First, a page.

The Irish are wonderful, laid back, easy going and very friendly people and visitors will often be completely unaware of any slips that offended or upset anyone. With that in mind though, here are a few things that you should avoid saying or doing when visiting or coming to live in Ireland:
- North, South and everything in-between.
With Easter and memories of the Easter Rising events from 1916 fresh on everyone’s minds at the moment, I’ll start with “the troubles”, the North, Republic and the IRA. Do not make any insensitive comments or attempt to quiz the Irish about those events or the resulting situation. Some of them may answer your questions, but they much prefer not to talk about it and I want to ask you all on behalf of the Irish and English residing here to respect that. Things have been and are peaceful in Ireland and between the North and the Republic, the past is in the past and though the events are remembered, especially around Easter time, it brings up painful memories for many and is not something the Irish people like to discuss.
Which brings me to the next “don’t”:
- Black and Tan and “Irish car bombs”
Do not go into a bar and order a “Black and Tan” or ask for an “Irish car bomb” Both drinks’ names evoke memories of troubled times and loss of lives and is found insensitive and decidedly unamusing by the Irish. A friend of mine here used to work as a barmaid in a pub and was asked for the former by a visitor trying to be funny. She calmly asked him if he’d like to drink it, or wear it. Enough said. Not all reactions will be as thoughtful as hers, but in general asking for either drink is best not recommended.
Unless you are a native and have lived in Ireland, or have Irish parents, don’t claim to be Irish or go around saying “I’m Irish”. Surprisingly a lot of people do and not surprisingly it annoys the genuine Irish a little. With that said, during your time in Ireland chances are that some Irish locals will at some point ask you about your ancestry and whether or not you have any Irish in you and would be happy to hear if you do.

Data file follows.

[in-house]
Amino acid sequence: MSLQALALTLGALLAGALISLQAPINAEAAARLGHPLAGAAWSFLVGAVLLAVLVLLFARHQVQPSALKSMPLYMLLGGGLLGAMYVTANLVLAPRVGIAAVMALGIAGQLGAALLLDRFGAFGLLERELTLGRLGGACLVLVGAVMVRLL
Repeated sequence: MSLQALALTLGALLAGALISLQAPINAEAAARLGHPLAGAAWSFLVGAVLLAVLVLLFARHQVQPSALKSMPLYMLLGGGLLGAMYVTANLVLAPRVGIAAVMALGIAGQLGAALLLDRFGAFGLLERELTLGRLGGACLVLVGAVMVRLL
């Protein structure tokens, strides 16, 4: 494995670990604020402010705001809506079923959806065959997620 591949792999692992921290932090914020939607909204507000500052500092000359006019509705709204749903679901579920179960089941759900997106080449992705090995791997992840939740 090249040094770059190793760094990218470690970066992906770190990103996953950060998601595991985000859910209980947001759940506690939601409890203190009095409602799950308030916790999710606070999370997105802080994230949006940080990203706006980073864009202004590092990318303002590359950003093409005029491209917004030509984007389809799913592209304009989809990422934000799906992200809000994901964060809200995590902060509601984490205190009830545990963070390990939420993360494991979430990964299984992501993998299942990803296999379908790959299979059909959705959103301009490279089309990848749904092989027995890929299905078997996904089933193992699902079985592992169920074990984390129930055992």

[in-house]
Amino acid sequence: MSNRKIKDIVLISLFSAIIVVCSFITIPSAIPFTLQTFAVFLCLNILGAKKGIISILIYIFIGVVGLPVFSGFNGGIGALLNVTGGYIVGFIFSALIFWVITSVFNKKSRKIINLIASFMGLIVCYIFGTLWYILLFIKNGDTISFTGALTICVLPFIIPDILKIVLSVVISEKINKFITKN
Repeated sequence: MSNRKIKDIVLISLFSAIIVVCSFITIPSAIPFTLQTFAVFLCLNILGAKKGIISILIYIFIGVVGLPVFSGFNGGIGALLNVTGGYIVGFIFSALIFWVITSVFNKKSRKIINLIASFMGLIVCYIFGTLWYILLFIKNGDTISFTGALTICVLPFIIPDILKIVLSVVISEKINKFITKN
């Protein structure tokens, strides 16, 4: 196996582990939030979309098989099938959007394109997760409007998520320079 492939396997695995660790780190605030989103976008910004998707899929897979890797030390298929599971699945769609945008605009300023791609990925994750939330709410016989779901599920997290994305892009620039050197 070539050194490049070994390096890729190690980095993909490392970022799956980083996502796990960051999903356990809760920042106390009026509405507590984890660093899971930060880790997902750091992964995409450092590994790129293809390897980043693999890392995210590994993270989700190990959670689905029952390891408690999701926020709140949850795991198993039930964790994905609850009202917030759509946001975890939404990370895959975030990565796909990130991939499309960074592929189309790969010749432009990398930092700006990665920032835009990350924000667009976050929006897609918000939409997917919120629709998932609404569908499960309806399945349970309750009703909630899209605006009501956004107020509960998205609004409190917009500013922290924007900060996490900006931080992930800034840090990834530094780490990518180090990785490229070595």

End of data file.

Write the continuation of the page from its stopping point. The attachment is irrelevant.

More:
- Quizzing or joking about potatoes
This may sound like a strange no-no, but keep in mind that the potato played a big part in Ireland’s history, notably around the famine, when potato crops were lost to blight and many, many Irish people either starved to death, or left Ireland. Nowadays potatoes are the local staple carbohydrate and I recall someone once saying it’s hard to find a meal in Ireland with no potatoes in it! I found it not quite true, but they do manage to slip onto your plate with surprising frequency and they are delicious, so enjoy them with your meals, but don’t joke about them, or make too big a deal of them.
- Leprechauns and Hollywood born cliche’s and sayings
Leprechauns are for tourist amusement only and tolerated by the Irish, with the exception of those who would sell you a souvenier of one. Outside of that small percentage of the population most Irish won’t appreciate jokes about them and would definitely not appreciate being called one. If you are interested in genuine Irish myths and legends, there are plenty of those to enquire about.
The only time you will hear “top of the morning to you” will be when an Irishman mocks the silly Hollywood born greeting. The Irish do have some fun sayings and expressions and I love how they play with words, but that phrase is not one used here and you will more than likely get an eyeroll if you try it out yourself, so best leave it.
It’s a surprisingly common question and the answer is, with a population of over 6 million people, chances are slim to none that the Irish person you are talking to will know the other Irish person you know from that region or city. With that said, it’s something I find amusing and wonderful, whenever I introduce two Irish friends, they always start quizzing each other until they find someone they both know. The average Irish person do know a lot of people, but they don’t know everyone!